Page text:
Torben Betts enjoys making the audience squirm almost as much as the characters in his plays.
While his latest black comedy, Invincible, is enjoying a run at St Jame’s Theatre, his previous work, Muswell Hill, is set to open at the White Bear Theatre, in Kennington, London, next week.
Apparently inspired by true events Muswell Hill is set at a dinner party.
In January 2010 an earthquake in Haiti left 100,000 people dead and almost two million homeless.
But god forbid a disaster of that magnitude would spoil a night with friends.
In a leafy north London suburb, six individuals sit down to avocado and prawns – “so reassuringly 1970s” – followed by a monkfish stew.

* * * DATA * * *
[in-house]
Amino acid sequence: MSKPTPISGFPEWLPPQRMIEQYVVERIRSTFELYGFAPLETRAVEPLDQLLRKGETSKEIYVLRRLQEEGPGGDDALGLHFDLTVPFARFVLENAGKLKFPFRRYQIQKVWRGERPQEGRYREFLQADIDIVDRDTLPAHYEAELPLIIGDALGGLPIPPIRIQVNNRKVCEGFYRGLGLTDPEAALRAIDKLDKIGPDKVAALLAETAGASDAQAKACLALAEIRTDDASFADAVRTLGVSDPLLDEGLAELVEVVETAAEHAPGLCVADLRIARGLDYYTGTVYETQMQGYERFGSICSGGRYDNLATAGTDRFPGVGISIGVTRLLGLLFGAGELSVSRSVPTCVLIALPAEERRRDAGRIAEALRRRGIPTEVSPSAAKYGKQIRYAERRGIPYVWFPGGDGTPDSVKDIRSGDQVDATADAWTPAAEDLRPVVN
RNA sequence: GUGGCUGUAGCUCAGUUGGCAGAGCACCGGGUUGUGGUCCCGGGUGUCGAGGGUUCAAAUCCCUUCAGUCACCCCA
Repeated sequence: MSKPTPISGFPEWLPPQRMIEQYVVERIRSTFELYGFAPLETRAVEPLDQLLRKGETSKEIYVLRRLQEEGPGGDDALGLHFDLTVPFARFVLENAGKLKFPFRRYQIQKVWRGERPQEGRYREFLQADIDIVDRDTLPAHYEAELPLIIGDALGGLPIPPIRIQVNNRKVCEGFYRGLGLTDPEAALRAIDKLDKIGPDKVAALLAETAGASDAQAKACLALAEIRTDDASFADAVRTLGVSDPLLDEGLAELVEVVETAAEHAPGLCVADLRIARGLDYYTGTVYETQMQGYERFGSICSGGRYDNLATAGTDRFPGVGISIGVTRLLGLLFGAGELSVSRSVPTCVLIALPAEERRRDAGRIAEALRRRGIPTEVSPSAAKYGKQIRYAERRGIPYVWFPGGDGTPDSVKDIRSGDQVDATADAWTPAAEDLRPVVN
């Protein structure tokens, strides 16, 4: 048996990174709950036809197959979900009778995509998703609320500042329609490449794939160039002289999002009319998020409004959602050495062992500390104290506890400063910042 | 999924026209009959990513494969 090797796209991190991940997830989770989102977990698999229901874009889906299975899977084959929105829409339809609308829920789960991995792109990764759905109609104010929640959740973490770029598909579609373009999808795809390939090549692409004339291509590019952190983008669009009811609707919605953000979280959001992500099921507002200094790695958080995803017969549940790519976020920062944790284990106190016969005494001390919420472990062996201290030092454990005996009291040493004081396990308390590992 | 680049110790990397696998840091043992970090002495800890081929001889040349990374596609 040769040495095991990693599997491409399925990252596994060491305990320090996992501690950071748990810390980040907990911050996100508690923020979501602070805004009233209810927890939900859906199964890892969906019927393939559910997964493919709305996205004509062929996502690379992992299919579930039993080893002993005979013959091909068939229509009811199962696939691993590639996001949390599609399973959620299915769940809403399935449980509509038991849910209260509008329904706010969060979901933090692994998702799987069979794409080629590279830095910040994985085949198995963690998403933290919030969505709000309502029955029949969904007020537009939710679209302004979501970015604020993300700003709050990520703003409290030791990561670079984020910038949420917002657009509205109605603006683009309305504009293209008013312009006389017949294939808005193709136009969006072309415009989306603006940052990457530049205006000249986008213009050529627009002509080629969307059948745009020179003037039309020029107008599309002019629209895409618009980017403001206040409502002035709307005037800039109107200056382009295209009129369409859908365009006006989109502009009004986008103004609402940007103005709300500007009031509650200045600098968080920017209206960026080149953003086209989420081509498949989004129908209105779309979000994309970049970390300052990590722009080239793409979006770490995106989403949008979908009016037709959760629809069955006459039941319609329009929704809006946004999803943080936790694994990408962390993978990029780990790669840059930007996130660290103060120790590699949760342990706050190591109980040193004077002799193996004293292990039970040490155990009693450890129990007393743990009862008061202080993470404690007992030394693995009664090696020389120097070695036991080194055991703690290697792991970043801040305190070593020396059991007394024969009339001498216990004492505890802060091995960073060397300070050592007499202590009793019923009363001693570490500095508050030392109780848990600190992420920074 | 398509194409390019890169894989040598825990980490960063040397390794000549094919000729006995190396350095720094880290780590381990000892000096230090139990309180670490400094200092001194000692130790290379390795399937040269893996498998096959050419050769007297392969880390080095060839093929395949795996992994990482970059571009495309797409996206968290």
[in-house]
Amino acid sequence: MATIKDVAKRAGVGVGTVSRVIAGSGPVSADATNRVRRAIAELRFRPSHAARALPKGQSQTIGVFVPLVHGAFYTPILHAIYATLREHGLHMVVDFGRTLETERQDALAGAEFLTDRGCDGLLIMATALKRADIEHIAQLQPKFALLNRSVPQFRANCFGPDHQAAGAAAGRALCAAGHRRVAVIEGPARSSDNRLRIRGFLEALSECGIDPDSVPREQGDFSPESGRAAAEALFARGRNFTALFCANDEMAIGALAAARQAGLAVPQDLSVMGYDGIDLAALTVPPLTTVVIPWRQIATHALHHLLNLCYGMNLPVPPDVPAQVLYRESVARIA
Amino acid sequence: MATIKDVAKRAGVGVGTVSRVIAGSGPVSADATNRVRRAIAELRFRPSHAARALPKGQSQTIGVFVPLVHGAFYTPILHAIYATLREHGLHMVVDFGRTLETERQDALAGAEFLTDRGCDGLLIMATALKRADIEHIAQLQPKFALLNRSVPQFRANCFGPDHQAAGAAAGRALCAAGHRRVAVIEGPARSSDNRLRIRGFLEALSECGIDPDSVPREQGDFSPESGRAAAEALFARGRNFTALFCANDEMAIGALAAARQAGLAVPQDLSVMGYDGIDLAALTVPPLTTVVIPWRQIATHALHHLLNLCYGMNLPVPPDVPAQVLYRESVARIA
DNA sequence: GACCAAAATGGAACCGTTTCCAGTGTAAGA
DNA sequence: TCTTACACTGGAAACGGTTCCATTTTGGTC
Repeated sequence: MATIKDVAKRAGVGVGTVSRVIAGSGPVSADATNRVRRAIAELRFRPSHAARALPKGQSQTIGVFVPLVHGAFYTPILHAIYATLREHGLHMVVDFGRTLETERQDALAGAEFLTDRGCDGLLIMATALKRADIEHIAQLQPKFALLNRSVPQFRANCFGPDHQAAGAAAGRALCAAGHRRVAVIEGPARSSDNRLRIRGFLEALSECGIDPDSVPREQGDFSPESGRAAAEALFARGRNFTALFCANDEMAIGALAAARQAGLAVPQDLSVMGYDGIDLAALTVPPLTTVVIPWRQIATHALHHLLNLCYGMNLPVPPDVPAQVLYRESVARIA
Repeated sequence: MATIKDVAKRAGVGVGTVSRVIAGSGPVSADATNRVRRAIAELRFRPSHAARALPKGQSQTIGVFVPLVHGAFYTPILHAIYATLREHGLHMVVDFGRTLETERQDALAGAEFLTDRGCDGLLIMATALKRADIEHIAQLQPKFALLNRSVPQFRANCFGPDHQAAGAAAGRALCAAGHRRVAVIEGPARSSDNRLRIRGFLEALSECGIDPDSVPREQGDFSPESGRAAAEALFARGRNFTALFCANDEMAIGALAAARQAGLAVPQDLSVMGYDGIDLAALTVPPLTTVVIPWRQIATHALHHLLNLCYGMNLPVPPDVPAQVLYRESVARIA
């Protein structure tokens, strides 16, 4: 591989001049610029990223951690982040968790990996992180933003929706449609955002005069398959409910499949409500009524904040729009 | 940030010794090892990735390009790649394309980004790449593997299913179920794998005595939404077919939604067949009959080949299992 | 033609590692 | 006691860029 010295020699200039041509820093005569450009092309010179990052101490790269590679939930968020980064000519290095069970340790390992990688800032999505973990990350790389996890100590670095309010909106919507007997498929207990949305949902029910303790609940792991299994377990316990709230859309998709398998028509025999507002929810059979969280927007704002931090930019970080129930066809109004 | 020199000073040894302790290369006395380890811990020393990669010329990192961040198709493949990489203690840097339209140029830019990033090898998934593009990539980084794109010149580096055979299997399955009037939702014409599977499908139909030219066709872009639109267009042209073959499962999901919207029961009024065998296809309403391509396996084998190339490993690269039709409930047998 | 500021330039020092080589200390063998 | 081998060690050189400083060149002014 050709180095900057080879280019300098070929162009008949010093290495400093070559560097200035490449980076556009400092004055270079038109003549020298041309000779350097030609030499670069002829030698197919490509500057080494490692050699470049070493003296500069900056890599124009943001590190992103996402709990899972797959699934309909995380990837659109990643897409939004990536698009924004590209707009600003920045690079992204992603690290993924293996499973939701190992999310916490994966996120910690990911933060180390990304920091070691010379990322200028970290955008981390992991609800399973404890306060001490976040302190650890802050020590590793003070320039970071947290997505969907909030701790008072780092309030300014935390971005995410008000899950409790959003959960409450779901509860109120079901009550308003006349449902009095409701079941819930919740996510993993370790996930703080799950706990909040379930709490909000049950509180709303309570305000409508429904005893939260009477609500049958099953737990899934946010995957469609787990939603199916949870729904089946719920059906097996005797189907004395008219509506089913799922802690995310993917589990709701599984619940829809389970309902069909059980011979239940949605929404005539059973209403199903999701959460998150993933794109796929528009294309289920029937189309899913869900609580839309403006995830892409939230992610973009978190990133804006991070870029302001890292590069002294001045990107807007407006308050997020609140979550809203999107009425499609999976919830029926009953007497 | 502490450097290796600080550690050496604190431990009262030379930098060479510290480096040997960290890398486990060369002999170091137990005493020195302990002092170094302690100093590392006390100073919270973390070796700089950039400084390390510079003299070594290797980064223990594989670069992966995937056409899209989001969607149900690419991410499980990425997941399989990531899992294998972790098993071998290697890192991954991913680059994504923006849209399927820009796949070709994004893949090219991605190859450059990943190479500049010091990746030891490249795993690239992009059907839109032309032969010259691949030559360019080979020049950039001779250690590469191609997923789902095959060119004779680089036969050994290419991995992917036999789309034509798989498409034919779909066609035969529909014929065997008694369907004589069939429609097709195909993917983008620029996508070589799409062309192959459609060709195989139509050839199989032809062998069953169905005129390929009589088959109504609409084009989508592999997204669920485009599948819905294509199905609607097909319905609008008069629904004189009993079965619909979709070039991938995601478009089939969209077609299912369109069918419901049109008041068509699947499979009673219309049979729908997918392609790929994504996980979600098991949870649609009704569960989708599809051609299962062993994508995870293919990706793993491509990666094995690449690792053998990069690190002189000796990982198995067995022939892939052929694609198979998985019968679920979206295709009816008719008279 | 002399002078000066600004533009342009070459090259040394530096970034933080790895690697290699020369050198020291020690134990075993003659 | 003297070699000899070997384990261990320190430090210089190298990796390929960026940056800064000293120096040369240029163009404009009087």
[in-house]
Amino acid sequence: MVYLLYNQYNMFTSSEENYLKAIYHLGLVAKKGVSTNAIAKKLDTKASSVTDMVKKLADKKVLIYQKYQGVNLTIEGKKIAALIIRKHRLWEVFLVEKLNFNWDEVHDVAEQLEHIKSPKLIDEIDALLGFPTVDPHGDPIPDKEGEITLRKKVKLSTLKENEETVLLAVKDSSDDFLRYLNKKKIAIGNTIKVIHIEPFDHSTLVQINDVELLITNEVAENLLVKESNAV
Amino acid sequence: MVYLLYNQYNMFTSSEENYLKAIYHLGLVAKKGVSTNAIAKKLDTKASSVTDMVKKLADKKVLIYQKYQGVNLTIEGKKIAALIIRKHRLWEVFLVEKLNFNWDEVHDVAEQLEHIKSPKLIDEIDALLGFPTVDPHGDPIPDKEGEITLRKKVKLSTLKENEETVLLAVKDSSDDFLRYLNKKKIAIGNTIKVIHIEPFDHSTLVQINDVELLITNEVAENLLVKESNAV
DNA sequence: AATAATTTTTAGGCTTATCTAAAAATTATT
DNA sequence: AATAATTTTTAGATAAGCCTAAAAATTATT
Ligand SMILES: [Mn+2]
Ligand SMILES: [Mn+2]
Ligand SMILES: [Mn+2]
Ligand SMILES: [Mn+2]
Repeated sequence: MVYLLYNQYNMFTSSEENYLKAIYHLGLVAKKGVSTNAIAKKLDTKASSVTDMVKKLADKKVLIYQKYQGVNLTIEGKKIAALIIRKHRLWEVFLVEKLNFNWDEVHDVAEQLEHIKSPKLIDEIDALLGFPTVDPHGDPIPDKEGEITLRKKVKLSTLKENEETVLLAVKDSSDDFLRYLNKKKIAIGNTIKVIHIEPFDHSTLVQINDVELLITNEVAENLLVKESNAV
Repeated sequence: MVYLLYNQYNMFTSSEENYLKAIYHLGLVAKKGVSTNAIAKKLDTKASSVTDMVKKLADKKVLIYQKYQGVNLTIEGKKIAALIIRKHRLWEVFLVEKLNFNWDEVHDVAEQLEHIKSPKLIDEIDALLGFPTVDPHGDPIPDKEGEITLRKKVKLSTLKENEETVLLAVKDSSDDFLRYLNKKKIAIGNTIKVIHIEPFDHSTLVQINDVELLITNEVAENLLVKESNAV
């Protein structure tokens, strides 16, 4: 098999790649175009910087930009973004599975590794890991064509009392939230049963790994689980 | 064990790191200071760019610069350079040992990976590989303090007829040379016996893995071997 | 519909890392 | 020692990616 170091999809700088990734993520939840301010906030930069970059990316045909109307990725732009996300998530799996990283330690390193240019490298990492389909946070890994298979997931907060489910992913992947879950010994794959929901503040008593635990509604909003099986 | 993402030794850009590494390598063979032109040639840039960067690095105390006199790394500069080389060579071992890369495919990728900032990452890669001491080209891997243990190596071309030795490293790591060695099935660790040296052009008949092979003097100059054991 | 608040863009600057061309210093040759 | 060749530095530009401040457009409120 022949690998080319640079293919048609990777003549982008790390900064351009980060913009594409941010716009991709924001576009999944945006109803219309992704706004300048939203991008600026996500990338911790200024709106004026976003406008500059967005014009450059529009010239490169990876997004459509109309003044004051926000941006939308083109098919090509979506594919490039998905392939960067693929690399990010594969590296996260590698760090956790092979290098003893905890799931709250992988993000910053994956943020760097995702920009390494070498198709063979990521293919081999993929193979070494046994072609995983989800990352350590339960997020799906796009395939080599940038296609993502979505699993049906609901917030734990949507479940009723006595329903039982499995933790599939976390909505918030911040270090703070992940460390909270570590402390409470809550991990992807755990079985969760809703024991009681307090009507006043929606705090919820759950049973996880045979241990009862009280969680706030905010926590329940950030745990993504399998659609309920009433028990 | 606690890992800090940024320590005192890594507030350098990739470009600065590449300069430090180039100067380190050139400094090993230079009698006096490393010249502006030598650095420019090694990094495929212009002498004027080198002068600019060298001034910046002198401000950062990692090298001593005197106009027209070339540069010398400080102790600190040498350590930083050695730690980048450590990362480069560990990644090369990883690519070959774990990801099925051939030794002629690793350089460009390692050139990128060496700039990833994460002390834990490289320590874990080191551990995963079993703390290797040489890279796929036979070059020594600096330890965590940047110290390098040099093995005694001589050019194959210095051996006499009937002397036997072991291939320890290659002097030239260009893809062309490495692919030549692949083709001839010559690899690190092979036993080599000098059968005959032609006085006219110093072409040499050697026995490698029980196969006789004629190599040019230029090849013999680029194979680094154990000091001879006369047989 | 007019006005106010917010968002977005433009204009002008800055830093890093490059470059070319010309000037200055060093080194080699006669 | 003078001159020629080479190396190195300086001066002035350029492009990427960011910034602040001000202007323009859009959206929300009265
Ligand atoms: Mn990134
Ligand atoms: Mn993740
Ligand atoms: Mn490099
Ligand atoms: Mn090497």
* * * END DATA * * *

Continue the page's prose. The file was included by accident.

They admire their host’s beautifully appointed kitchen, fret about their “ambitious” mortgages, make holiday plans, compare mobile phone tariffs, connect with Facebook friends, and worry that they might, after all, just be ordinary.
Will history remember any of them, and if so, what for?
A social event, in which much is said but little communicated, rapidly disintegrates as the wine flows and some hard truths are revealed.
Muswell Hill is a blackly funny, touching and ultimately devastating play, exploring the disintegration of a relationship in a world in which the fragile veneer of comfort and contentment
conceals realities too uncomfortable to face.
Torben Betts is an award-winning English writer for the stage and screen. His credits include A Listening Heaven, The Unconquered, The Company Man.
The cast of Muswell Hill are Annabel Bates, Jack Johns, Fiona Rodrigo, Alastair Natkiel, Nicole Abraham and Gregory Cox.
The director is Roger Mortimer-Smith and the designer is Nancy
Muswell Hill runs from August 12-31.